Once a pregnancy is reported, employers should be diligent in conducting bespoke risk assessments and consider altering working conditions to avoid any significant risk to the health and safety of new/expectant mothers in the workplace.

Risks could include heavy lifting or carrying, long working hours, standing or sitting for long periods without adequate breaks, or driving long distances.

Wherever such issues are evident, reasonable steps will need to be taken to remove them. This could be as simple as changing someone’s working hours, offering additional, more frequent breaks, or allowing home working, but it might mean offering them suitable alternative work for the length of their pregnancy.

Employers can’t legally alter a pregnant employee’s contractual terms and conditions without prior agreement, so even if the job role has to change during pregnancy for health and safety reasons, it should be noted that pay, benefits, and leave cannot and should remain as they are.

“An individual’s decision to start or grow their family is never an excuse for marginalising them at work”

If the risks cannot be resolved, an employee should be suspended on full pay for pregnancy or maternity reasons until a viable solution can be found.

Any pregnant employee who believes they are at risk, but their employer doesn’t adequately acknowledge the threat to their health, should speak to their health and safety or trade union representative or obtain formal advice from a doctor or Health and Safety Executive.


It’s always best to try to be understanding towards an employee who’s experiencing physical or mental health complications when pregnant. There are several common ailments to be aware of, such as morning sickness, tiredness, headache, backache, dizziness, difficulty breathing, or bleeding.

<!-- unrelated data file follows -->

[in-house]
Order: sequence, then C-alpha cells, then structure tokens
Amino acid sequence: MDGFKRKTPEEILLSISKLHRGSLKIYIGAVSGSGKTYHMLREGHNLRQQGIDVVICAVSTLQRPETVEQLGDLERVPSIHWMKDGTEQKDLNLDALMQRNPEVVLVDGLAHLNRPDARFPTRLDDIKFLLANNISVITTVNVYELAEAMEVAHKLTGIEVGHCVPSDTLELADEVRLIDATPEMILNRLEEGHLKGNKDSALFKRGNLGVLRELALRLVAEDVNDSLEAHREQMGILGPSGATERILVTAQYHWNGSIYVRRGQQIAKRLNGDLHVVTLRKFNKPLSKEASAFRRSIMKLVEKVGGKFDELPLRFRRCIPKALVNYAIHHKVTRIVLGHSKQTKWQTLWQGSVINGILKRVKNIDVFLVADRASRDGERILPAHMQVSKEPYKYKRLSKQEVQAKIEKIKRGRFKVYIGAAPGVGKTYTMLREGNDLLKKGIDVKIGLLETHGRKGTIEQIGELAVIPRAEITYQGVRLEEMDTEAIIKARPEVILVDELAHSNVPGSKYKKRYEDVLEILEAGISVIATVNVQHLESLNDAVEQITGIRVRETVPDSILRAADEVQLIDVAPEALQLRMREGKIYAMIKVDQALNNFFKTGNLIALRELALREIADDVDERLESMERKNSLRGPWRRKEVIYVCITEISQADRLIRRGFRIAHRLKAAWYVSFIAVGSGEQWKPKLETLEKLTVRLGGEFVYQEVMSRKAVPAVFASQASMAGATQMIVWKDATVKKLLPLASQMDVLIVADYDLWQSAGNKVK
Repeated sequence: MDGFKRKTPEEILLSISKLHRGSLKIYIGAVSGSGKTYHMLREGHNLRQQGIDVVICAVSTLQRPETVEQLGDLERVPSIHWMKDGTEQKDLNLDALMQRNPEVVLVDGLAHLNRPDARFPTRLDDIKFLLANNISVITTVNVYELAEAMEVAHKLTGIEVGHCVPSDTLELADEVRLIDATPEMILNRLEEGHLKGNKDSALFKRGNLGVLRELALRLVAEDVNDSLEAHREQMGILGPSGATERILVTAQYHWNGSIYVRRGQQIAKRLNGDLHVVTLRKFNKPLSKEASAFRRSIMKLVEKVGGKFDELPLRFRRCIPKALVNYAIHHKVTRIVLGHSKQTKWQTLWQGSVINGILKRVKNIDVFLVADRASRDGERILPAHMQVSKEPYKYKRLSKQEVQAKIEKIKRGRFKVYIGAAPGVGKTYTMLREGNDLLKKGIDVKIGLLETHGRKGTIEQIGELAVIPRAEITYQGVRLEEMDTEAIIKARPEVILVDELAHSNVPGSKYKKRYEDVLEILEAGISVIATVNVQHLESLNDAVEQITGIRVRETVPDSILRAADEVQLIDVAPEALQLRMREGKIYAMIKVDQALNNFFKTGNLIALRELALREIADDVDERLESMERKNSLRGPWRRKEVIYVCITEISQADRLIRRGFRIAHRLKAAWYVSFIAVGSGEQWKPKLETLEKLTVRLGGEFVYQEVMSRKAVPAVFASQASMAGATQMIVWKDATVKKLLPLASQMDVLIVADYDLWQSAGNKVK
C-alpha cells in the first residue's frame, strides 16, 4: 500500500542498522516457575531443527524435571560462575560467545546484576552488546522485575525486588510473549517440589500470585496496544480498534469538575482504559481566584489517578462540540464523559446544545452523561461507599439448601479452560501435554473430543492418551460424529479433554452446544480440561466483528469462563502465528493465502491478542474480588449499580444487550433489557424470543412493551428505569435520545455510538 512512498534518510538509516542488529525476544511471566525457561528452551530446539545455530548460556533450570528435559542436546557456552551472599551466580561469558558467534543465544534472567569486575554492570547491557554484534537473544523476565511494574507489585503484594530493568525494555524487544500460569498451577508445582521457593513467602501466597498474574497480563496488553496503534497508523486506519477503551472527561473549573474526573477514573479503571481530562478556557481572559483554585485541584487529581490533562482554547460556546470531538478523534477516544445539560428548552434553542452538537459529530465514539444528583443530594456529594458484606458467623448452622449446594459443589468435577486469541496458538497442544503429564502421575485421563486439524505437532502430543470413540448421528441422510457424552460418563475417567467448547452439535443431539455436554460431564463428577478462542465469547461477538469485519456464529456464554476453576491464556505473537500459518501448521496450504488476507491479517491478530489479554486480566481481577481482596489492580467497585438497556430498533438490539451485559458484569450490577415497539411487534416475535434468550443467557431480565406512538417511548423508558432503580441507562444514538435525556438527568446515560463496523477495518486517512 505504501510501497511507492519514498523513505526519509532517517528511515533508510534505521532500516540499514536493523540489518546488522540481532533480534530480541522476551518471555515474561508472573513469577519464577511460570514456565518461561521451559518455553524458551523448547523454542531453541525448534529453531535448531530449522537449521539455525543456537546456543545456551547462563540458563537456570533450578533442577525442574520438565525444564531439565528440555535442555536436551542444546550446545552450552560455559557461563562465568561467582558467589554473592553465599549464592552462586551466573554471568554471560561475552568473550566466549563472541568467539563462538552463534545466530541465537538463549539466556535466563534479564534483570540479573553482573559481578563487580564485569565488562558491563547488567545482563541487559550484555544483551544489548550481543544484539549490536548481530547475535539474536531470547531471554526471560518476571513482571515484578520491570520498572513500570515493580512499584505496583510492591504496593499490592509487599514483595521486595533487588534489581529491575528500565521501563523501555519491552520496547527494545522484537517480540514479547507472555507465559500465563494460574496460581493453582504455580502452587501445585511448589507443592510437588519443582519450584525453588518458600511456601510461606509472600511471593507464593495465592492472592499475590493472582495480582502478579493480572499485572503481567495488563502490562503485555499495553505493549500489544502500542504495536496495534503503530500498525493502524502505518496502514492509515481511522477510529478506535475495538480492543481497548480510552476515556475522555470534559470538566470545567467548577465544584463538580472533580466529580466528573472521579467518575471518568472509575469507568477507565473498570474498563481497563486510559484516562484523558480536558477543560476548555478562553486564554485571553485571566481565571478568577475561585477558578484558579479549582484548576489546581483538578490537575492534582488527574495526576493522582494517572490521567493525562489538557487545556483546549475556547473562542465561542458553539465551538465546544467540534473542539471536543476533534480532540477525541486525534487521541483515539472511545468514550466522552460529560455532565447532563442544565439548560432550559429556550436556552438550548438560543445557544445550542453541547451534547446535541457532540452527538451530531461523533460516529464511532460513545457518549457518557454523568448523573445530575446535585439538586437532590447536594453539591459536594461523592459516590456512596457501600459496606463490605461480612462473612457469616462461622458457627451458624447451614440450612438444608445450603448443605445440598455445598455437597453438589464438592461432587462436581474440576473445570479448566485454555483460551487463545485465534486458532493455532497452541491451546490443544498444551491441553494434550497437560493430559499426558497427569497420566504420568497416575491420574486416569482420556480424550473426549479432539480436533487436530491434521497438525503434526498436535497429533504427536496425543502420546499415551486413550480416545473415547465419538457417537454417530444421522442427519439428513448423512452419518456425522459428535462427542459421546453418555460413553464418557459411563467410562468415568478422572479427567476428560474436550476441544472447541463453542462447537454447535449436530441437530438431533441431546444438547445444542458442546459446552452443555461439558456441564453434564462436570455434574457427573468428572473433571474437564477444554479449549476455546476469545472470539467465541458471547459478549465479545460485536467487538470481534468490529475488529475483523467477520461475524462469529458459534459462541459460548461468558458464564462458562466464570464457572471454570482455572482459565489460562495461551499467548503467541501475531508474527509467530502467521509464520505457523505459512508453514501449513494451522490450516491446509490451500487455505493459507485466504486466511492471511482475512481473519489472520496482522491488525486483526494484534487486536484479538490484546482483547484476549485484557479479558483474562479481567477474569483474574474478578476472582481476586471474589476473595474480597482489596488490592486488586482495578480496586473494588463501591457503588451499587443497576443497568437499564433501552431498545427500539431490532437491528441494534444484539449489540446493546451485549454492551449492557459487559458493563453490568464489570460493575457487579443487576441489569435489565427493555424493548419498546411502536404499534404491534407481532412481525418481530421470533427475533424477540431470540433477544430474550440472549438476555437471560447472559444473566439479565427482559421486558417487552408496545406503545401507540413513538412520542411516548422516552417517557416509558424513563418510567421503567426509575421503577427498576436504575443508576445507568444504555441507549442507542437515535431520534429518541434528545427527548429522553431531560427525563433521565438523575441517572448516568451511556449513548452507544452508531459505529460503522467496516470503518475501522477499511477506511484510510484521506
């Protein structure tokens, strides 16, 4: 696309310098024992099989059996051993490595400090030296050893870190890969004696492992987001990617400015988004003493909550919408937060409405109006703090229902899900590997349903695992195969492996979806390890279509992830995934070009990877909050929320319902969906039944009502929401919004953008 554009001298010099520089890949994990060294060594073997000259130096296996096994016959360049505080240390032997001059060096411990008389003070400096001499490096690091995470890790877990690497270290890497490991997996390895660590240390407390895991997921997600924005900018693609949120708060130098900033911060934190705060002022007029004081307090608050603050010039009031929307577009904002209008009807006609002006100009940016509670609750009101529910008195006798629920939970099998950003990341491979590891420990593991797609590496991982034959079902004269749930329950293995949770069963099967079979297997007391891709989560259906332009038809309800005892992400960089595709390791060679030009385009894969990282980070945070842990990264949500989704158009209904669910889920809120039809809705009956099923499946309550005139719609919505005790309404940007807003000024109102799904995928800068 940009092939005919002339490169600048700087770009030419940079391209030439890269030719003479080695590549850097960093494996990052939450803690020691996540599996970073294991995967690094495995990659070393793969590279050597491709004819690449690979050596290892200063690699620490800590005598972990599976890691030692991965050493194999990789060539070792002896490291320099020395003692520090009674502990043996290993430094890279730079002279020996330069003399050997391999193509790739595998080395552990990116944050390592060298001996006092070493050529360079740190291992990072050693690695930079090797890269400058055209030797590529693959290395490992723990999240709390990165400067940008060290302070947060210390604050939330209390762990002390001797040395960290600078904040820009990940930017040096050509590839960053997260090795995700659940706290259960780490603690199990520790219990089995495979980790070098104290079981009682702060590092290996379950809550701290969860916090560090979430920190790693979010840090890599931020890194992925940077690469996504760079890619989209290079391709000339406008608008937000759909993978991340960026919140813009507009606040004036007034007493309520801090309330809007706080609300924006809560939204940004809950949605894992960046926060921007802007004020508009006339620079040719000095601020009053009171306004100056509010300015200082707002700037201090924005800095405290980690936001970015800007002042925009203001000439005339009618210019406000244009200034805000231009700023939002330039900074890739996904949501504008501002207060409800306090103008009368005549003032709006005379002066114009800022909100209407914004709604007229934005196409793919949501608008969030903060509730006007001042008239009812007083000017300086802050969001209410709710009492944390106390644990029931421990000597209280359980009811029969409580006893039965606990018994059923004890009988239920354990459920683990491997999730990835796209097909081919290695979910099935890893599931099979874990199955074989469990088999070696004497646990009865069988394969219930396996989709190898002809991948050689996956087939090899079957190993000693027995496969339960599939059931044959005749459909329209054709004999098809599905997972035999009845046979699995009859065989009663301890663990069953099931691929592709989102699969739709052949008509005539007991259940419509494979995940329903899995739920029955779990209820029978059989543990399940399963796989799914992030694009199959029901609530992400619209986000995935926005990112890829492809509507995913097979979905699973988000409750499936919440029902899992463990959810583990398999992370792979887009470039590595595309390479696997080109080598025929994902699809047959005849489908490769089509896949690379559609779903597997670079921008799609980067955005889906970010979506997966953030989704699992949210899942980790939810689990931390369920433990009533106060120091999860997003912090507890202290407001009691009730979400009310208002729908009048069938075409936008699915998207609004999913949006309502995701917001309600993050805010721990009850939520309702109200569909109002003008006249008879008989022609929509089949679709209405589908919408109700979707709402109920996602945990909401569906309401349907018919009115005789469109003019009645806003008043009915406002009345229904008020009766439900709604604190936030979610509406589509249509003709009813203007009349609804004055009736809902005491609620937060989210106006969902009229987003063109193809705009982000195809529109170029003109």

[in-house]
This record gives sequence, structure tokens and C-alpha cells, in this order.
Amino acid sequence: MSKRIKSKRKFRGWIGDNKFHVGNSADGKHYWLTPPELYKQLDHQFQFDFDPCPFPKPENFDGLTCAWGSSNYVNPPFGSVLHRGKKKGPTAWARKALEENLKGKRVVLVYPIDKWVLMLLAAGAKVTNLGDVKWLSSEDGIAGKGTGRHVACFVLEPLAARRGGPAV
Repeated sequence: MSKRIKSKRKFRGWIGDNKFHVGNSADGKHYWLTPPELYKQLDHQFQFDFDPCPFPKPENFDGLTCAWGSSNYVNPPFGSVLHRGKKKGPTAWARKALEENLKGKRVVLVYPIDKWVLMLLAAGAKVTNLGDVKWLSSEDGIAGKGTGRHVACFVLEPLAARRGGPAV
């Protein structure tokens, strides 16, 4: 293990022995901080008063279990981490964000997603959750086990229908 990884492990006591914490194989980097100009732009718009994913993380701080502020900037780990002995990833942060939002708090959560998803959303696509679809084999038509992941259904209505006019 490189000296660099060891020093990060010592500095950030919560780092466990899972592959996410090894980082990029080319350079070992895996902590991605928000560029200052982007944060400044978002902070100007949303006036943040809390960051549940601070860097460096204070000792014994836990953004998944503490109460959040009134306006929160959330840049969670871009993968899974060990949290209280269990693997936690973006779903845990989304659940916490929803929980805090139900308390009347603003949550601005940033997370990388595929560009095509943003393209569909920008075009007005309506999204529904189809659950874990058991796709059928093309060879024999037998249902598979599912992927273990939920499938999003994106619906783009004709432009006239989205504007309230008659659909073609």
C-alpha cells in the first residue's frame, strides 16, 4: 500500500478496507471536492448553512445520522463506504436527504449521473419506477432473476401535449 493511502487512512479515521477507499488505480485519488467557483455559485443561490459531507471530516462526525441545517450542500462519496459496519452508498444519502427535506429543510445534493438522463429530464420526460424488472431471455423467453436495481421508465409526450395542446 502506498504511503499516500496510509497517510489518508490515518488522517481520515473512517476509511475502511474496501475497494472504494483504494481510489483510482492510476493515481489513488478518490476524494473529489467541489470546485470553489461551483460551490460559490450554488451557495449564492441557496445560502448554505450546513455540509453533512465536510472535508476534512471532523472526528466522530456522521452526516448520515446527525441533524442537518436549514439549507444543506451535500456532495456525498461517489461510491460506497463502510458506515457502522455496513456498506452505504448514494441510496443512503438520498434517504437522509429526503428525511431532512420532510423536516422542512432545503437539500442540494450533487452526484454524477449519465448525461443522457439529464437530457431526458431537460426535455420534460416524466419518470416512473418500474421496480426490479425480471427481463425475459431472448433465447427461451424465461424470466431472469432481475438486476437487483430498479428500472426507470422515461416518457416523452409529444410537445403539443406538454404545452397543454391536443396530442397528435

As an employer, if you’re unsure whether an illness is pregnancy-related, you can request a ‘fit note’ from their doctor.

Pregnant employees are entitled to paid time off to attend antenatal appointments; refusal to allow this will amount to detriment under the Employment Rights Act 1996 and may constitute discrimination. ‘Antenatal care’ does not just refer to medical appointments -it could also include antenatal or parenting classes.


All employees, irrespective of their length of service, are entitled to 52 weeks of maternity leave. However, they will have had to work for their employer for at least 26 weeks before the 15-week qualifying period prior to the anticipated birth date, to be eligible for Statutory Maternity Pay (SMP). SMP is the minimum amount of Maternity Pay that an employee can claim, but many companies offer bespoke Maternity packages as an employee perk. Should an employee be ineligible for SMP, they may well still qualify for Maternity Allowance, which is a payment from the Government.

Maternity leave and SMP will be automatically triggered if a pregnancyrelated illness causes an employee to be off work for the four weeks before the baby is due, regardless of what may have been previously decided. Likewise, if the baby arrives early, maternity leave and pay will routinely start on the day after the birth, not on the date agreed.

Of course, employees do not have to take their full maternity leave. However, even if they choose not to, they are still required to take a minimum of two weeks off work after the baby is born, or four weeks if they work in a factory or manual setting. As an employer, it’s important that you at no point discourage the employee concerned from taking all their entire leave.

The expectant mother is required to provide an employer with a date they expect to start their leave and must give 28 days notice if they want to change this date. Employers should be mindful, however, that babies very rarely arrive to schedule and will need to remain flexible, where possible.